Twenty paintings by Lin Price and four bodies of photographic and interactive media projects by Simon Høgsberg are presented in this exhibition under the shared theme of human connection. Though the artists work in different media and take contrasting approaches, both capture elements of the human condition through the use of the figure. Price’s pieces are introspective and usually feature the same singular and quirky figure, whom the viewer feels compelled to contemplate. The act of attempting to understand this figure’s world allows the viewer to find ways to empathize with him. Høgsberg’s work, on the other hand, is inspired by the public sphere and employs images of multitudes of people. He makes evident the unperceived bonds that tie his figures not only to one another but also to the viewer.
Price’s recurring figure, which she describes as “an Everyman,” engages in enigmatic activity and is often accompanied by prop-like objects or animals. In the Working Men series, these elements reside on a simple backdrop of vibrant color fields void of any context. In more recent works, such as The Departure and She Only Flies at Night, the background has evolved into a more painterly and dimensional space. However, the setting still remains highly transferrable to the viewer’s own imagined narrative.
Price unveils a window into an interior dream world through which daily difficulties, desires and eccentricities are portrayed. “I attempt to execute the paintings with empathy towards the human condition,” Price explains. “Themes of work, isolation, stress, searching, anticipation, and caring emerge, that I believe many people in our times can identify with.”
The exhibition includes four small sections of Simon Høgsberg’s We’re All Gonna Die–One Hundred Meters of Existence, which features 178 figures photographed over 20 days on a railroad bridge in Berlin. The figures are digitally compiled against a background of 100 meters of hazy, white sky. The viewer can’t help but invent stories for these individuals, whose portrayals invoke the question, “What might you have in common with me?”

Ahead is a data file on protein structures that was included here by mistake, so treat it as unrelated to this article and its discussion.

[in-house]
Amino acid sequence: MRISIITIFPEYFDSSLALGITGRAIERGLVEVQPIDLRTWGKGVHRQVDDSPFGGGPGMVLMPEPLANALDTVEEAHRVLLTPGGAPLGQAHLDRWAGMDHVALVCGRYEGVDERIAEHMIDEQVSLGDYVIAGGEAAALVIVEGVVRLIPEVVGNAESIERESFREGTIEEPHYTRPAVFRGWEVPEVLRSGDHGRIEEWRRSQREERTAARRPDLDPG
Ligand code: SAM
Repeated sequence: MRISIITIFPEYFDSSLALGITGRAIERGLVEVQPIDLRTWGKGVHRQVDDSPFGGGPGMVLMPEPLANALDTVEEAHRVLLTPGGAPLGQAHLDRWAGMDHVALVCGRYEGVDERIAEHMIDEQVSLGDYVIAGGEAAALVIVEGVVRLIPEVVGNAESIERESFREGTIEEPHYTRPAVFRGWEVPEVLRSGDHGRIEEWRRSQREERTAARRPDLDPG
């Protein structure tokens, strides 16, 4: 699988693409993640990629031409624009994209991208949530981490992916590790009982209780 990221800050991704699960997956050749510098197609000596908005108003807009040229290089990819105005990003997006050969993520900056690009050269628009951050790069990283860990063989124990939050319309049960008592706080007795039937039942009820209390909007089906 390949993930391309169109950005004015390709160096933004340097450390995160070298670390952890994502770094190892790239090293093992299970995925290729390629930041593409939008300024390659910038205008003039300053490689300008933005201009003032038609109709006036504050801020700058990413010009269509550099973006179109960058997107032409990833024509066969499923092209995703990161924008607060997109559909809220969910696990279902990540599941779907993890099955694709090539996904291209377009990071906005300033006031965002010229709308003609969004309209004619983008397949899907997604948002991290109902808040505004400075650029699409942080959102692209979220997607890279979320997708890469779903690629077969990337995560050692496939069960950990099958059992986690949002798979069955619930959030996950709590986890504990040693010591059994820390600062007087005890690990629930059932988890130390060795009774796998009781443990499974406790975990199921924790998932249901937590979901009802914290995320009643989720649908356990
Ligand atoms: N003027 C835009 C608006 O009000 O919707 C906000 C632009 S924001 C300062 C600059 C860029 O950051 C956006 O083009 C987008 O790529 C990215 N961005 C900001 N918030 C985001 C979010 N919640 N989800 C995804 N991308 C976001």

The Grocery Store Project, Høgsberg’s most recent undertaking, involved 159 days of photographing passersby in front of a grocery store in Copenhagen. Patterns emerged from the staggering 100,00 snapshots he took in total, and he categorized the images by similarities, such as figures yawning or figures wearing glasses. Individuals also reappeared in his viewfinder over time and sometimes shared the picture frame with the same stranger, unbeknownst to either party. The final piece consists of 2,600 photographs organized into a chart resembling a giant family tree that makes these initially unnoticed links obvious.
Lin Price and Simon Høgsberg each bring to light in their work the common emotions and experiences of people, elucidating our connective existence. Both artists invite the viewer to commune in some way with their figures, and perhaps through them, with other actual human beings.